Friday, June 12, 2020

Saying Thank You

“Showing gratitude is one of the simplest yet most powerful things humans can do for each other.” 
-Randy Pausch

* * * * *

When my mother was sick with Lewy Body Dementia and desperately in need of competent and compassionate care, I reached out to a perfect stranger who stepped in, stepped up, and saved us both. 

Forever, I will be grateful to Joanna and her staff for the sensitive standards of safekeeping and gentle companionship they gave to my mom during her time of great need. 

These past few months, as Covid has swept the planet, I've thought of Joanna and her team caring for other people with dementia, people who can't possibly grasp the concept of a worldwide pandemic - the rest of us can barely make sense of it ourselves, people who must feel inexplicably cut off from their families and regular routines. And my heart has filled, over and again, with gratitude for dementia caregivers everywhere.

A few weeks ago, I realized that instead of just feeling gratitude, it was high time that I acted upon my feelings. So I reached out to Joanna and asked how I could help. She suggested that I write notes of appreciation to her staff, and so this project was born.

Inspired by famed children's book illustrator and collage artist, Lois Elhert, I created eight postcard-sized flower designs from watercolors. On the flip side, I added a little plaid pocket and tucked inside a note, each with the same message:
^ Morning glories,
^ daffodils,
^ Oriental poppies,
^ hyacinth,
^ delphinium,
^ more hyacinth,
^and pink and blue carnations. 


Thank you. 

Thank you for caring for people with dementia.- people who have lived lives of dignity and value, people whose brains are ravaged by this terrible, invisible disease, people who can no longer care for themselves. I'm sure that they thank you, in their own sweet ways, for what you do. I trust that their families thank you too. But as a society who depends upon people like you to care for and love on our bewildered elders, we don't say thank you enough. And as Covid 19 devastates our world, making your work exponentially more difficult and also more important, it's my turn to speak up.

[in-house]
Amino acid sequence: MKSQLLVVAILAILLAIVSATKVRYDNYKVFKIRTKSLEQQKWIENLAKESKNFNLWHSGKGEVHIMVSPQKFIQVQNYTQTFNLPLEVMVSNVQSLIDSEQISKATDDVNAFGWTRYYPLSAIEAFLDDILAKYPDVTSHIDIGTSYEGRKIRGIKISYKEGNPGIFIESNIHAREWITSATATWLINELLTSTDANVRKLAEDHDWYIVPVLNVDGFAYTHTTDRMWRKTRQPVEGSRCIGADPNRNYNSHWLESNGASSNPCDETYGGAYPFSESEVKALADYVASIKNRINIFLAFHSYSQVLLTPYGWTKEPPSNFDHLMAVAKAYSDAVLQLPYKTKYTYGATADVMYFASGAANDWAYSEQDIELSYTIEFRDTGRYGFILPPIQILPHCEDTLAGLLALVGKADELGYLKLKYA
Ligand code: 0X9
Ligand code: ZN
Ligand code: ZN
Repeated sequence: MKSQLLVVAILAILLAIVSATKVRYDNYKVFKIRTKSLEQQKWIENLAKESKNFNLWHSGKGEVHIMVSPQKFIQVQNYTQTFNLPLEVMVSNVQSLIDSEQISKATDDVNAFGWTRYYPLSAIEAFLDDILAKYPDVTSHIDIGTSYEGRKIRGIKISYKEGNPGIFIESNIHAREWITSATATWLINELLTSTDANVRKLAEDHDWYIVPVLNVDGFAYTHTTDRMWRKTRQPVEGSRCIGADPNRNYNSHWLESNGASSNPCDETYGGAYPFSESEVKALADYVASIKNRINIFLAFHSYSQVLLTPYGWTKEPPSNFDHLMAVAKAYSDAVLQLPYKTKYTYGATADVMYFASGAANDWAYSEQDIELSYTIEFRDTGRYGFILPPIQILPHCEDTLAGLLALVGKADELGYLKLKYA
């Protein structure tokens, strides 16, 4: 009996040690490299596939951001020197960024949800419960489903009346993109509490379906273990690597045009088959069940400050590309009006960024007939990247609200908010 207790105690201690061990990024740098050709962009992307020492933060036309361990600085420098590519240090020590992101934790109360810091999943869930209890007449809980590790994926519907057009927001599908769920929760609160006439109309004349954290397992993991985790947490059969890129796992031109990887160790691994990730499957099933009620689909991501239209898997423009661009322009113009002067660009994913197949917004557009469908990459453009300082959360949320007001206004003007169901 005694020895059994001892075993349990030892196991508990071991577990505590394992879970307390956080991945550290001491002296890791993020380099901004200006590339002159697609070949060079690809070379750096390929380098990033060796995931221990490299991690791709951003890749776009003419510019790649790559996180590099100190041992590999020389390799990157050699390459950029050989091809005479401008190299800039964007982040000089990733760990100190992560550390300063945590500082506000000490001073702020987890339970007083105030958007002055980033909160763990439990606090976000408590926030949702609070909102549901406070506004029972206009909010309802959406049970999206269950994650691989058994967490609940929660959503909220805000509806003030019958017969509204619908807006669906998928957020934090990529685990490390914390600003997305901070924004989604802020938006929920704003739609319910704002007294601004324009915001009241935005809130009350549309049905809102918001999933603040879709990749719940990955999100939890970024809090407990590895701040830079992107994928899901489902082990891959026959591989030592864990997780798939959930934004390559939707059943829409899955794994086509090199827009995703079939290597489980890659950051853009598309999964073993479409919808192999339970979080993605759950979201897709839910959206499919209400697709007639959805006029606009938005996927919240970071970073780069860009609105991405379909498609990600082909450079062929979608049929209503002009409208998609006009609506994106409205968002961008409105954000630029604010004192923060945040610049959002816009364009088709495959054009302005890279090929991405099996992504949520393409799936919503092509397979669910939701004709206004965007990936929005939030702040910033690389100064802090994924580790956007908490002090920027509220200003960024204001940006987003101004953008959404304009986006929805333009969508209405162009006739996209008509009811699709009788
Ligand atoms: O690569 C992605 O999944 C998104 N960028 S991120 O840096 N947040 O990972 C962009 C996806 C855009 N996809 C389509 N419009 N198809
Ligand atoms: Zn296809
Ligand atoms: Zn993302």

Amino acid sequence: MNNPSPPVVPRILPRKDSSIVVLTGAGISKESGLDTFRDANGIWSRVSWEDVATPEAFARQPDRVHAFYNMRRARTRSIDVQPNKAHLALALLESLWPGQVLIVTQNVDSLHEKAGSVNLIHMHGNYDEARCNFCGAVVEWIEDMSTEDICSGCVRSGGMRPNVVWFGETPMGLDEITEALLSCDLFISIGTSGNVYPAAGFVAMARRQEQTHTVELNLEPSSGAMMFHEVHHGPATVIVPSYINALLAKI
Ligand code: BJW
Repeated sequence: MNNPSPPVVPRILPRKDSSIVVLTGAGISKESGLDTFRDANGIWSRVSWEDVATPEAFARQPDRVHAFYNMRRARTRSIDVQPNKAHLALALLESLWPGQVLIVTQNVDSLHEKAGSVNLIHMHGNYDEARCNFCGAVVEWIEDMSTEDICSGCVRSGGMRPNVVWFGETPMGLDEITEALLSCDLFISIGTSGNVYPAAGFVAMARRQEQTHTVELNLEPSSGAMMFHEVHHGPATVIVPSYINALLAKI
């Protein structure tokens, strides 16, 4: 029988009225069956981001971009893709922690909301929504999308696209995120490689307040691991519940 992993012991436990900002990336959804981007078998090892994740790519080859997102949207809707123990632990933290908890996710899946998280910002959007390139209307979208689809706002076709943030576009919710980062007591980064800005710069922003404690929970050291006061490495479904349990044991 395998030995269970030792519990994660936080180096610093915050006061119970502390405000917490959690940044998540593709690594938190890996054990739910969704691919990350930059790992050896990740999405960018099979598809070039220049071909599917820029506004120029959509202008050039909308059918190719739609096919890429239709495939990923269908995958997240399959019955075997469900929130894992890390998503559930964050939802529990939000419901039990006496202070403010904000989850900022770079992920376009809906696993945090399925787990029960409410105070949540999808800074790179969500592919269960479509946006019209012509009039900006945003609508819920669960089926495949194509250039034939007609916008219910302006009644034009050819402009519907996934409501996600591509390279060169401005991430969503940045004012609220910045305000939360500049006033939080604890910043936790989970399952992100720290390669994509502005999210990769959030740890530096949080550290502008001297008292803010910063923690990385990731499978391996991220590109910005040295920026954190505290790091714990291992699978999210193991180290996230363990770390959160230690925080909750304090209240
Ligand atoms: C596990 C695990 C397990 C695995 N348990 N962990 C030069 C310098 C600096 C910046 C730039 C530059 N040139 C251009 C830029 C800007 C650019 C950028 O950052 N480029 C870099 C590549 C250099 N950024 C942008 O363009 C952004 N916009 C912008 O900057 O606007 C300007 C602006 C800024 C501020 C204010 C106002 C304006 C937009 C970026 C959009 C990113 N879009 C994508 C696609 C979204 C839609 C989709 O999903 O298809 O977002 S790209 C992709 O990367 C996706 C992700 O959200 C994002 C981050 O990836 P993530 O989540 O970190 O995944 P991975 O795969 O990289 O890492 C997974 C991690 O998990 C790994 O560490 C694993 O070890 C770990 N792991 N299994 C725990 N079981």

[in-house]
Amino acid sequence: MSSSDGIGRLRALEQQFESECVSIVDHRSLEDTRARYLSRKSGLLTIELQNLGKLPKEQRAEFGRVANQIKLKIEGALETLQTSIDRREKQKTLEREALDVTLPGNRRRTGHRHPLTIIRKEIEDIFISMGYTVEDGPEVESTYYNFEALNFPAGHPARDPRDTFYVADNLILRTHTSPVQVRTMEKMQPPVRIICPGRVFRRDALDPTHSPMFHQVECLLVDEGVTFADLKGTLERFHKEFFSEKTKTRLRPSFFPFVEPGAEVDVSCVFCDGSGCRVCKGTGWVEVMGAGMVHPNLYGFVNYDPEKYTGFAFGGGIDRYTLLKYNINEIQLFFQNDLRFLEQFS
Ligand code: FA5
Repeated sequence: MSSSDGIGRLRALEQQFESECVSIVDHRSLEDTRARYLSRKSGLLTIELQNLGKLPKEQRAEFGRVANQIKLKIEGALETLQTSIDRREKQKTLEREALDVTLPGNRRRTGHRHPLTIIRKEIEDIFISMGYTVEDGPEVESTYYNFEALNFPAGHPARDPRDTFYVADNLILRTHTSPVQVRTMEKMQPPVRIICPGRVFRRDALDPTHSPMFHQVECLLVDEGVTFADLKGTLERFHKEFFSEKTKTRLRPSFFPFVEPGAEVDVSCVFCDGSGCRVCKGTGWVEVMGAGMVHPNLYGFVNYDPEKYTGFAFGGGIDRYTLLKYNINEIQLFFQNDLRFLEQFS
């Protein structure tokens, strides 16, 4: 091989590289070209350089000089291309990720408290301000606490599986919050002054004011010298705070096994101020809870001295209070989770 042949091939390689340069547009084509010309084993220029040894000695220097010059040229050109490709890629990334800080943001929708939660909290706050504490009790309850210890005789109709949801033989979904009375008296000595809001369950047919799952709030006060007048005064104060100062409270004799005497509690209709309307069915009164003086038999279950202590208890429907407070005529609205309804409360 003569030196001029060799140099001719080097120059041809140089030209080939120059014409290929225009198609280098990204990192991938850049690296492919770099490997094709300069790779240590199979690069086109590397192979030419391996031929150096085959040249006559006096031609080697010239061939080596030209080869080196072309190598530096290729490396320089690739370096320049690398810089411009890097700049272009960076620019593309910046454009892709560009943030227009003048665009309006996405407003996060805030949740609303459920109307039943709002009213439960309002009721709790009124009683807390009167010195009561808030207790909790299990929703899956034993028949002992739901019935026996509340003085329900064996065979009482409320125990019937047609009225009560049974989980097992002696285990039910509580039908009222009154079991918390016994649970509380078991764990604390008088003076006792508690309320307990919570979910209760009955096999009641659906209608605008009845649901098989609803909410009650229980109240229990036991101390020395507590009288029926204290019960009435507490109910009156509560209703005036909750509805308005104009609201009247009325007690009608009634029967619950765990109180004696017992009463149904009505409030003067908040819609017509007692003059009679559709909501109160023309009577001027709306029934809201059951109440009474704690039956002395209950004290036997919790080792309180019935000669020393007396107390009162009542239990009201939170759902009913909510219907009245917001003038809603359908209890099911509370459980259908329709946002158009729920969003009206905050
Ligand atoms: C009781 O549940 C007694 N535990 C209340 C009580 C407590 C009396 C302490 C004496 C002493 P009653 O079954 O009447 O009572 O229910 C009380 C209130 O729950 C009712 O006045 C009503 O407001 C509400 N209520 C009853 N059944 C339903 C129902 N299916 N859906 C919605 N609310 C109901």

Thank you

* * * * *
I know.

It's just a short note accompanied by some scraps of colored paper. Nothing I can do will ever compare to the demanding work these caregivers provide, the difficult conditions they face, the ever-uphill battle of emotional, physical,and spiritual care they pull from deep in their hearts..

My gifts to them are literally just words on a page.

But simply saying thank you is the best thing I can think of to do.

* * * * *

Here's the story of how I met Joanna

And here's a story about how Joanna helped me understand grief:

What Joanna Taught Me

To read more of the many stories I've written about my mom's long walk with dementia, go here.
The posts are shown in reverse order, from the most recent to the oldest, so if you want to start at the beginning, scroll down. 

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